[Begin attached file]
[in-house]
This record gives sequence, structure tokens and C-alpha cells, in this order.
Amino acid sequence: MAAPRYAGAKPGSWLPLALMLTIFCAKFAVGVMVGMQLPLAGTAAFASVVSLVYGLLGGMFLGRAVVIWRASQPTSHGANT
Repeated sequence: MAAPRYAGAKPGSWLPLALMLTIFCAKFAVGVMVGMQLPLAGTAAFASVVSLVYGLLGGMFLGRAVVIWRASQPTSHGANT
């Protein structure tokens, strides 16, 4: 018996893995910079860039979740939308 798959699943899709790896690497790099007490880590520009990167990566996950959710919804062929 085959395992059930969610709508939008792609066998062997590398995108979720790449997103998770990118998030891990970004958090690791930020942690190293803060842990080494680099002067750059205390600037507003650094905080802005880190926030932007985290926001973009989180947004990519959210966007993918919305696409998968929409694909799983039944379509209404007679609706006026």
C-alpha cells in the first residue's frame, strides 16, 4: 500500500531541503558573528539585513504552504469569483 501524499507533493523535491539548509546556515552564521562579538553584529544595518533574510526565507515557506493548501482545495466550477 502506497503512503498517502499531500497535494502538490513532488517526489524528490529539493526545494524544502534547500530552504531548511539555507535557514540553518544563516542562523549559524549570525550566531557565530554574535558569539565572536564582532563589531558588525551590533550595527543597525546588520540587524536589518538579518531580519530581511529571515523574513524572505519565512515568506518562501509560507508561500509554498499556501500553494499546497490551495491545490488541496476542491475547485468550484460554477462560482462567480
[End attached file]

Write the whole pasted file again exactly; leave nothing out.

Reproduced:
[in-house]
This record gives sequence, structure tokens and C-alpha cells, in this order.
Amino acid sequence: MAAPRYAGAKPGSWLPLALMLTIFCAKFAVGVMVGMQLPLAGTAAFASVVSLVYGLLGGMFLGRAVVIWRASQPTSHGANT
Repeated sequence: MAAPRYAGAKPGSWLPLALMLTIFCAKFAVGVMVGMQLPLAGTAAFASVVSLVYGLLGGMFLGRAVVIWRASQPTSHGANT
């Protein structure tokens, strides 16, 4: 018996893995910079860039979740939308 798959699943899709790896690497790099007490880590520009990167990566996950959710919804062929 085959395992059930969610709508939008792609066998062997590398995108979720790449997103998770990118998030891990970004958090690791930020942690190293803060842990080494680099002067750059205390600037507003650094905080802005880190926030932007985290926001973009989180947004990519959210966007993918919305696409998968929409694909799983039944379509209404007679609706006026």
C-alpha cells in the first residue's frame, strides 16, 4: 500500500531541503558573528539585513504552504469569483 501524499507533493523535491539548509546556515552564521562579538553584529544595518533574510526565507515557506493548501482545495466550477 502506497503512503498517502499531500497535494502538490513532488517526489524528490529539493526545494524544502534547500530552504531548511539555507535557514540553518544563516542562523549559524549570525550566531557565530554574535558569539565572536564582532563589531558588525551590533550595527543597525546588520540587524536589518538579518531580519530581511529571515523574513524572505519565512515568506518562501509560507508561500509554498499556501500553494499546497490551495491545490488541496476542491475547485468550484460554477462560482462567480